Week 8: How to boost flexibility
Flexibility is important for fitness, mobility and posture, among other things. However, it is equally important to not push yourself, especially in order to reach a level of flexibility that is probably seen on Instagram or glamourised by the fitness industry. You only need to be flexible enough to support our lifestyle and goals.
When it comes to yoga, the term flexibility refers to the attitude that can transform both the body and mind. It allows one to reach a deeper state of relaxation that helps in releasing tension in both. In Western physiology, flexibility is the ability to move the body through its complete range. As humans, we are born with that complete range but lose it as our lives start getting sedentary, resulting in the muscles and joints settling into a limited range.
Here are 5 steps that can help boost your flexibility!
Step 1: Understanding the role of muscles when it comes to flexibility
Essentially, the main function of the muscles is the movement of the muscle fibers. They work together in harmony, either by contracting or stretching to produce the wide range of movements that our bodies are capable of.
When it comes to movement of the bones, the supporting muscles that contract to allow the movement are called ‘agonists’. The opposing group of muscles that must release and lengthen to also help movement are called the ‘antagonists’. The coordinated play of the agonist and antagonist muscles occur with every movement of ours.
Step 2: Active Stretching
Understanding the agonist and antagonist muscles can be a useful tool in boosting flexibility. The contraction of the agonist muscles and release of the antagonist muscles is known as ‘reciprocal inhibition’ - this is what happens during an active stretch allowing us to go deeper into it.
These scientific words may be rather confusing, but trying out this quick exercise to experience reciprocal inhibition may help:
Sit in front of a table and press the edge of your hand (karate chop point) onto the table. Keeping that resistance, if you feel the tricep muscle, it will be contracting and therefore - engaged. If you then touch the opposing muscles, in this case the biceps, it will feel relaxed.
This method can be implemented in each stretch that is done. For example, if you are working on improving your hamstring flexibility, working on engaging and strengthening the quadriceps will help relax the hamstrings to help reach a deeper stretch. Therefore, it is extremely important to work on strengthening the muscles through active stretching to ensure you have control over them, preventing serious joint or muscle injuries.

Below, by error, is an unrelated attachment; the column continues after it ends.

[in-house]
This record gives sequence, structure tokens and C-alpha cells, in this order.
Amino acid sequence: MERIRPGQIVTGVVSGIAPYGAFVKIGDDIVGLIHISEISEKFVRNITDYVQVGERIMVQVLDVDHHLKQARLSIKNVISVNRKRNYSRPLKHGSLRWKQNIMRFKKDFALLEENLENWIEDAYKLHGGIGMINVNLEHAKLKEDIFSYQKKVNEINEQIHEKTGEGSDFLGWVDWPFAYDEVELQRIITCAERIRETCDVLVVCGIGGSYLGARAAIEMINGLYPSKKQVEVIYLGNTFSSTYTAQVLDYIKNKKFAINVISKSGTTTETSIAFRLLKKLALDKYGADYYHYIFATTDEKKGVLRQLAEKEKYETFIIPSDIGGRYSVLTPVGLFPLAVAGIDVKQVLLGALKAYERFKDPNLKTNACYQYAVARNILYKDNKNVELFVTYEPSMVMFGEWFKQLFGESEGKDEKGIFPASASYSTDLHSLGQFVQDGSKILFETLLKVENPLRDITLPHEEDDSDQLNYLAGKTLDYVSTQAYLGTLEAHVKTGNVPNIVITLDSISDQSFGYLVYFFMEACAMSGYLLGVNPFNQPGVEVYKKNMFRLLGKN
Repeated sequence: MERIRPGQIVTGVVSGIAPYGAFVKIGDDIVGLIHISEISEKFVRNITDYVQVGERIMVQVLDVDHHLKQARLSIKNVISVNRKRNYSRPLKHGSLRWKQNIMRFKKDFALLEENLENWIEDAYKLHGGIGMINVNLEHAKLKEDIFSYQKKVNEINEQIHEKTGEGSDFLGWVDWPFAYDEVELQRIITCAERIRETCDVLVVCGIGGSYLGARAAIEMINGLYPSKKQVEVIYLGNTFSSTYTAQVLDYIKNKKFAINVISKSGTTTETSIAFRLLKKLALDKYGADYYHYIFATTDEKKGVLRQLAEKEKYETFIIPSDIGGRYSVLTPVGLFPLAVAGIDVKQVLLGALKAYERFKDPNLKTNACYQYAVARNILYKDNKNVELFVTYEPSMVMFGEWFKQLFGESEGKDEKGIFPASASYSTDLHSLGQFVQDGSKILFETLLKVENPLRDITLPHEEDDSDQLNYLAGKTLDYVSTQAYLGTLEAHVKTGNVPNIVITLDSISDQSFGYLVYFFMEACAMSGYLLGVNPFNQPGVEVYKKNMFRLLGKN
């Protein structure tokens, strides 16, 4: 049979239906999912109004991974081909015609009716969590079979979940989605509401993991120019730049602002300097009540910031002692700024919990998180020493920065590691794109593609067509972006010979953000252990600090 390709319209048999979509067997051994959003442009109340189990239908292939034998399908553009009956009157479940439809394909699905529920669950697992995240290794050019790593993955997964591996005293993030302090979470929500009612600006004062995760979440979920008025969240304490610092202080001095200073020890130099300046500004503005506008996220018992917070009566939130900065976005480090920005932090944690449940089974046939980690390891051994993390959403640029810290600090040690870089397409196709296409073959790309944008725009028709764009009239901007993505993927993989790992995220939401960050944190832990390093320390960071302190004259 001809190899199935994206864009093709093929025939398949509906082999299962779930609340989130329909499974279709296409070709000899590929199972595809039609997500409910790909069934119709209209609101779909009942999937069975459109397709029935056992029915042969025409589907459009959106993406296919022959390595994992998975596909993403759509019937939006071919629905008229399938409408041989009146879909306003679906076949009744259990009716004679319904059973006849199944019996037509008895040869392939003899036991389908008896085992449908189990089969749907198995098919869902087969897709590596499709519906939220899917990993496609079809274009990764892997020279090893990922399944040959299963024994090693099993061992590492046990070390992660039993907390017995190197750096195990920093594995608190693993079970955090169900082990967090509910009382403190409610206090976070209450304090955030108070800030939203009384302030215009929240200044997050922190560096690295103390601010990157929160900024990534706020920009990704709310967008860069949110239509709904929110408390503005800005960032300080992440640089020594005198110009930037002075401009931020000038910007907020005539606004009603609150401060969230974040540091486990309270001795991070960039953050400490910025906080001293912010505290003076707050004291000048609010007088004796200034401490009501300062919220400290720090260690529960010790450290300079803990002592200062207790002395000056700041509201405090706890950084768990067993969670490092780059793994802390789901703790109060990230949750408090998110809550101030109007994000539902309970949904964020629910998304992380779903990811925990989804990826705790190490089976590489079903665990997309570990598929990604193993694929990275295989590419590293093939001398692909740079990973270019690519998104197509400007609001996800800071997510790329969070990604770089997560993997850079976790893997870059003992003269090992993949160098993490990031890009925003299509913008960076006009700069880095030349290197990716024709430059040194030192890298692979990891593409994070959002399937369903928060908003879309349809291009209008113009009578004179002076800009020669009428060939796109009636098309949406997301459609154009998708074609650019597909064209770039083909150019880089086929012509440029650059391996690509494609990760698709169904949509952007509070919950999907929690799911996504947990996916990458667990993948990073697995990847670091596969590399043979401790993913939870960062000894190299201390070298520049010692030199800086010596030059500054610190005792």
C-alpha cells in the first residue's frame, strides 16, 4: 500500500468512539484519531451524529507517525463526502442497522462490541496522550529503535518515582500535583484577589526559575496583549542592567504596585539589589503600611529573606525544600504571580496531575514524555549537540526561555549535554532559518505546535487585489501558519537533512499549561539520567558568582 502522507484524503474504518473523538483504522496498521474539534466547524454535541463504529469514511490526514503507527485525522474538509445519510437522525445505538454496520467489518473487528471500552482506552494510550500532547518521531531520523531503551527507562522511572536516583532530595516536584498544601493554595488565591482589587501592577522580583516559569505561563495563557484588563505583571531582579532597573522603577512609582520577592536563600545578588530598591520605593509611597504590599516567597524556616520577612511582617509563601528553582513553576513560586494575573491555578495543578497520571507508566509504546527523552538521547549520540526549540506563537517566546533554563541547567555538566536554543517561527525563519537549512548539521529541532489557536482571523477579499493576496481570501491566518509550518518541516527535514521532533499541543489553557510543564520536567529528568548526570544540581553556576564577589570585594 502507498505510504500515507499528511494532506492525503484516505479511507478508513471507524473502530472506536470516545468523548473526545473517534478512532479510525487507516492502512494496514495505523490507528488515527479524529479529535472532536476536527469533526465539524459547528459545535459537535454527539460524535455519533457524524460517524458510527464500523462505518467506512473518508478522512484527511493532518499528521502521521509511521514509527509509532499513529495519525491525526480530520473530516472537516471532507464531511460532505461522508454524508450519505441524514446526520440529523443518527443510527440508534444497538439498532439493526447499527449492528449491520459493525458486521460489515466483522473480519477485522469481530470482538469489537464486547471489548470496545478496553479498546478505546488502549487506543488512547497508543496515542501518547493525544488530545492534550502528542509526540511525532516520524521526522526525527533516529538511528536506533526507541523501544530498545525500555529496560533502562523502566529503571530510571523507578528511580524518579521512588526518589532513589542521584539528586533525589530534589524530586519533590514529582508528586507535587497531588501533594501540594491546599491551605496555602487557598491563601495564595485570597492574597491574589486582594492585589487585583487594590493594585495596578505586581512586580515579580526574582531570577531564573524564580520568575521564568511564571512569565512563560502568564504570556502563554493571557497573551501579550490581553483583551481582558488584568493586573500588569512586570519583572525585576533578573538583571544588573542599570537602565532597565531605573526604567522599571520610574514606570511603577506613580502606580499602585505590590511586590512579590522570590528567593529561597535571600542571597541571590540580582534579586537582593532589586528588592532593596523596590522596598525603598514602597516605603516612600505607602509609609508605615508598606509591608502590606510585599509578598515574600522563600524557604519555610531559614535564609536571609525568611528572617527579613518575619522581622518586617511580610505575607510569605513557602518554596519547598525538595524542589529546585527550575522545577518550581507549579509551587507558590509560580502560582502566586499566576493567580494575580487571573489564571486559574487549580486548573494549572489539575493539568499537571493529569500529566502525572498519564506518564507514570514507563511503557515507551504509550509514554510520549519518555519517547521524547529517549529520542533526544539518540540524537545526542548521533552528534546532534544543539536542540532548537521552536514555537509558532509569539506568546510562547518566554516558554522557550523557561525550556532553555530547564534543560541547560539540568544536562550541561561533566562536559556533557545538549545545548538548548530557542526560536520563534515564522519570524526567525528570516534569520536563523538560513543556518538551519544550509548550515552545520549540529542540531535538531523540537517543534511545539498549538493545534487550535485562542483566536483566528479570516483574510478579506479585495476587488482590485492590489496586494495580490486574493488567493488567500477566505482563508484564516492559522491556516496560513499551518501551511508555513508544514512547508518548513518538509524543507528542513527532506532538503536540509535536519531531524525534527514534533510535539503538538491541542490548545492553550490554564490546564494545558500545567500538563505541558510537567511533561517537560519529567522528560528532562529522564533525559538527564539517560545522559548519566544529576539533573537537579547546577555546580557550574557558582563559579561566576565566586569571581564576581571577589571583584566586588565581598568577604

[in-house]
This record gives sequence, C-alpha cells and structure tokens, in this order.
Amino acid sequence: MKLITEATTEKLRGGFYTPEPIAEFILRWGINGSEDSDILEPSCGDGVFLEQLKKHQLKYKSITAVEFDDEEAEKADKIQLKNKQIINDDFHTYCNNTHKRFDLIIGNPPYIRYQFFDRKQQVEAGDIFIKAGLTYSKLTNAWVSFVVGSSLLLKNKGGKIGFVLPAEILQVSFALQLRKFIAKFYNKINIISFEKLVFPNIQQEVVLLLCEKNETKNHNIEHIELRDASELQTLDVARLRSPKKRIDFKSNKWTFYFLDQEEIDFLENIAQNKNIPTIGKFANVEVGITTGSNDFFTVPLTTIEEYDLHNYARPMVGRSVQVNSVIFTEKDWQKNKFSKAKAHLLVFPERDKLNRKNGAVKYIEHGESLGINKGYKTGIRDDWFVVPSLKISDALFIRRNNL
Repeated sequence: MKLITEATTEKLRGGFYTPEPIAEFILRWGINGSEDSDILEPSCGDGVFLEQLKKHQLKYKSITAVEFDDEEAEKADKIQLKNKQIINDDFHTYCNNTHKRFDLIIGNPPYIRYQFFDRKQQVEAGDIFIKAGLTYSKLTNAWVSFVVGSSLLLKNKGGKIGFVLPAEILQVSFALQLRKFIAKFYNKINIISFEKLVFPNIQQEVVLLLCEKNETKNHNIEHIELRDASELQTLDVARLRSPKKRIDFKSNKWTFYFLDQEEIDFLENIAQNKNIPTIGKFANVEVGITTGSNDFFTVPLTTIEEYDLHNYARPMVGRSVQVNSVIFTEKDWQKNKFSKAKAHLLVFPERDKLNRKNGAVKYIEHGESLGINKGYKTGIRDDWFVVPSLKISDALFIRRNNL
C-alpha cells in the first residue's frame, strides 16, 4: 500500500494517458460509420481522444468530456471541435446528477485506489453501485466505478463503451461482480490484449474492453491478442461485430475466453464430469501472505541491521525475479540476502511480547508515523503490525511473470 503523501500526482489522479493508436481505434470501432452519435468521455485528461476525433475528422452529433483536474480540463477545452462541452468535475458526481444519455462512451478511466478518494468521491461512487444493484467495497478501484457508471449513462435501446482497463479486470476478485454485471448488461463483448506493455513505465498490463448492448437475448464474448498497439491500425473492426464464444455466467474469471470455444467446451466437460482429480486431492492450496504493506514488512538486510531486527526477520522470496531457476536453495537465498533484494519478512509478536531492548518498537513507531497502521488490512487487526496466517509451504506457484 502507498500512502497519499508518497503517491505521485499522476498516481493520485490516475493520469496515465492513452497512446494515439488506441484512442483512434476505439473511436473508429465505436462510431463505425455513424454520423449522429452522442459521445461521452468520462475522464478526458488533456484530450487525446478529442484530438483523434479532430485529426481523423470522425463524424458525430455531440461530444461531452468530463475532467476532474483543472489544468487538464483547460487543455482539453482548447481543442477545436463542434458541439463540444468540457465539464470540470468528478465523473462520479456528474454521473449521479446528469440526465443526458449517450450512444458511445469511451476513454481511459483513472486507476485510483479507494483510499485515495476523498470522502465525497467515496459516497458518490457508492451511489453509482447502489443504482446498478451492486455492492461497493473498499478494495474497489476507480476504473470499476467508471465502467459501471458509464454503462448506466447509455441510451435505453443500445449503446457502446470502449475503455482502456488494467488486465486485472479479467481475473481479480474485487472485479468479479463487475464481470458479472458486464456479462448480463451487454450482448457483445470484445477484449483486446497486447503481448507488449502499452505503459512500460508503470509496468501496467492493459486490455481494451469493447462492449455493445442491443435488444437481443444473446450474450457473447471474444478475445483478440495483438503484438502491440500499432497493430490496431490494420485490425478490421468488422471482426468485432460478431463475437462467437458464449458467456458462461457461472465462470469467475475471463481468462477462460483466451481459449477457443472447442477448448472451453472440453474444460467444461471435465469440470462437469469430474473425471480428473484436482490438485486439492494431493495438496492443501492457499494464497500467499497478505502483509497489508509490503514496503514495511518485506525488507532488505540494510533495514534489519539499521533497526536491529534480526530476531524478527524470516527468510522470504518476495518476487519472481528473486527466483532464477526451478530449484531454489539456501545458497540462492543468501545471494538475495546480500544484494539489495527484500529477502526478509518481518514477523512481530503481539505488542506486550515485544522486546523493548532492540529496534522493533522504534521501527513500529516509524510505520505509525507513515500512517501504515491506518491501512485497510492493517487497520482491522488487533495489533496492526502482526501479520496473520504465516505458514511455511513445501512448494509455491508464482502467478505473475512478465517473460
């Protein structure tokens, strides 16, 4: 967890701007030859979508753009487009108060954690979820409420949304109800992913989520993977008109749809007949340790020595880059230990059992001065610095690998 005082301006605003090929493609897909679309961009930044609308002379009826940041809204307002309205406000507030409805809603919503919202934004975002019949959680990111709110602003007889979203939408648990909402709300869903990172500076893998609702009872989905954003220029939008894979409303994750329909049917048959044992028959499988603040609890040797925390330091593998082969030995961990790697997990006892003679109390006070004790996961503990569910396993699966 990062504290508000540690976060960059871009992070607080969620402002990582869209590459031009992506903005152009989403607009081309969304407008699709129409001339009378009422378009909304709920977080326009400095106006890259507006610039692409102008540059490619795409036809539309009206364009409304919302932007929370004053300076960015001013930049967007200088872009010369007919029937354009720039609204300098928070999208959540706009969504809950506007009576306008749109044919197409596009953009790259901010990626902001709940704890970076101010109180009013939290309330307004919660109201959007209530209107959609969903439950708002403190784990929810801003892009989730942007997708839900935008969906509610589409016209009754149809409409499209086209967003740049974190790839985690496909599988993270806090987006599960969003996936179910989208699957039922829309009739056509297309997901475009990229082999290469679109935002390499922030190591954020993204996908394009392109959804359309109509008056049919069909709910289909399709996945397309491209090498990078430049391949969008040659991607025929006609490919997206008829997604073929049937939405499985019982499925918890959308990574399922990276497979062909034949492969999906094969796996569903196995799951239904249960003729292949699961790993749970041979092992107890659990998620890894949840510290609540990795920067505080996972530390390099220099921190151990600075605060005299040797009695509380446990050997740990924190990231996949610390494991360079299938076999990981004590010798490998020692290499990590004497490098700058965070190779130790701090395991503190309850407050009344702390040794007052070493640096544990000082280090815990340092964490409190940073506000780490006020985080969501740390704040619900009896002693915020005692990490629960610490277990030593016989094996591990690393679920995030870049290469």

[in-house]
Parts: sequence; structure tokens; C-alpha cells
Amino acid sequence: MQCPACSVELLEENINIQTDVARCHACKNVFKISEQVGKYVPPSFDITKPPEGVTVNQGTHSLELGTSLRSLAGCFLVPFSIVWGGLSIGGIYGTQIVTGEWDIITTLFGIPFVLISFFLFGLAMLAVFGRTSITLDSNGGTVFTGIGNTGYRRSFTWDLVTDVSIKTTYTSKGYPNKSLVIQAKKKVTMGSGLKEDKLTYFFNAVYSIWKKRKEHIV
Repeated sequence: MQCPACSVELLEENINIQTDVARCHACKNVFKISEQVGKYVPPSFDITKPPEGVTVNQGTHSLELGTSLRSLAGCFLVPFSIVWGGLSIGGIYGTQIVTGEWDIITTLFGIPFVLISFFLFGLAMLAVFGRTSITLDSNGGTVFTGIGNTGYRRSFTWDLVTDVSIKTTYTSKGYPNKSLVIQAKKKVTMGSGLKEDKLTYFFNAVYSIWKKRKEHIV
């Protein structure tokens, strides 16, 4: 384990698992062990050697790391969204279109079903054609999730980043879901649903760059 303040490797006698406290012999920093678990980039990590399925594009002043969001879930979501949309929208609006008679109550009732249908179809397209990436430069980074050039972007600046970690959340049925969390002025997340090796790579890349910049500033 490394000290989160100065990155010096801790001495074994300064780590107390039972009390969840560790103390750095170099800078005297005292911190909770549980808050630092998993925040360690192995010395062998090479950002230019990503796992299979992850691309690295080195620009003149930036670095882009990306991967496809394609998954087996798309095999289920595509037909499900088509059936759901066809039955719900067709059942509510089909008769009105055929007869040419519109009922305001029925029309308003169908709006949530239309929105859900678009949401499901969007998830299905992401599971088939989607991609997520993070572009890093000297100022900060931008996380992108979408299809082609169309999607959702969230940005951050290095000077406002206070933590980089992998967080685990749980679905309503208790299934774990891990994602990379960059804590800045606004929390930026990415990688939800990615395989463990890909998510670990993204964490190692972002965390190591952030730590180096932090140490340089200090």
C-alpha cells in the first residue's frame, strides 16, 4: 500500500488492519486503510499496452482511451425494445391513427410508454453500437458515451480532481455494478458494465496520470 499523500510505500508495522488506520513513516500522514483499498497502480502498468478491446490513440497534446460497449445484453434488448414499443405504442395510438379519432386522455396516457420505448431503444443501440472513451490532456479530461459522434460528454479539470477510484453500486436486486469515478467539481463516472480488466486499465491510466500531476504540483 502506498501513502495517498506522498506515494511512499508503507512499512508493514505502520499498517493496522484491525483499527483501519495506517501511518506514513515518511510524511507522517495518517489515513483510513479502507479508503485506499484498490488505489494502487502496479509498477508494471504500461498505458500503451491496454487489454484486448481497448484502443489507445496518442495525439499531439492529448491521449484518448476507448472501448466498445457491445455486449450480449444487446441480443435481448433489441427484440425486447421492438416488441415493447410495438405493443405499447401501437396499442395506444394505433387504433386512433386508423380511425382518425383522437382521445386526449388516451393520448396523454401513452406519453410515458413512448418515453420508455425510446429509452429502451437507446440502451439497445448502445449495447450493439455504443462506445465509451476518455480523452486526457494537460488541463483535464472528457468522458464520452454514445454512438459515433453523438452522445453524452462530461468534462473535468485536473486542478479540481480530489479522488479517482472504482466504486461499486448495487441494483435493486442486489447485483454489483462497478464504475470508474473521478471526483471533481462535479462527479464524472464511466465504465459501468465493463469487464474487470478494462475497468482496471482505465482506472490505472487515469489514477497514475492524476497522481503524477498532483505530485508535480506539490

Step 3: Passive Stretching
Passive stretching is when you hold a stretch for an extended period of time. If done correctly, prolonged stretches can produce changes in the connective tissue to reach a new level of flexibility each time. Physical therapist and certified Iyengar yoga instructor Julie Gudmestad says that, “If we hold the poses for shorter periods, we get a nice sense of release, but we aren’t necessarily going to get the structural changes that add up to a permanent increase in flexibility”. To be able to start generating change in the tissues, stretches should be held for 90 - 120 seconds. This will allow the muscle to develop a memory of that stretch, making it easier to return to that position faster the next time. Stretching is all about consistency!
Step 4: Breathe
Consciously using breath during your practice can help you go deeper into stretches.
Inhaling causes the body to expand and tighten, reducing the ability to stretch. Exhaling allows the abdomen and organs to contract, causing lengthening in the muscles (i.e. lower back) for a stretch to feel more comfortable.
Using inhalation to grow and deep exhalation to sink into the stretch will help you reach your desired level of flexibility.
Step 5: Practice Yoga
Practicing yoga regularly will increase your body’s flexibility as well as strength (which we now know is an important to boost flexibility). Yoga helps connect your body to your breath, creating a calm and relaxed mind that will facilitate deeper stretches. The yoga asanas/poses are designed to move the body through the full range of motion, and having to stay in those poses for a while will increase the comfort level of being able to remain in them. It might be a slow process, but it will definitely result in transformations when it comes to reaching new levels of flexibility.